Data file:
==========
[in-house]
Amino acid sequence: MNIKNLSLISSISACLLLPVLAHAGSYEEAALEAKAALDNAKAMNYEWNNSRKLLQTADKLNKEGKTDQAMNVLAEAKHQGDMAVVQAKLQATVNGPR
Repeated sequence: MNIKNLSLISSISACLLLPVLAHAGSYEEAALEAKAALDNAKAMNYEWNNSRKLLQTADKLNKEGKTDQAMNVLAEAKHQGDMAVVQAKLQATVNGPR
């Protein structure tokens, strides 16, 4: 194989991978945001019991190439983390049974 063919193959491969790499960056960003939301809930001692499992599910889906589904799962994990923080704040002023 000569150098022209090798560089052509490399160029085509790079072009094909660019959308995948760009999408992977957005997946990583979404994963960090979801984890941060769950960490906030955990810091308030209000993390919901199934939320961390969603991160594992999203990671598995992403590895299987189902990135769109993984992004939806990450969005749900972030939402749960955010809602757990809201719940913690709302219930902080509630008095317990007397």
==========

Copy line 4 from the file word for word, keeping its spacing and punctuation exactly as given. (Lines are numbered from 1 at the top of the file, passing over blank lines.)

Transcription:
């Protein structure tokens, strides 16, 4: 194989991978945001019991190439983390049974 063919193959491969790499960056960003939301809930001692499992599910889906589904799962994990923080704040002023 000569150098022209090798560089052509490399160029085509790079072009094909660019959308995948760009999408992977957005997946990583979404994963960090979801984890941060769950960490906030955990810091308030209000993390919901199934939320961390969603991160594992999203990671598995992403590895299987189902990135769109993984992004939806990450969005749900972030939402749960955010809602757990809201719940913690709302219930902080509630008095317990007397």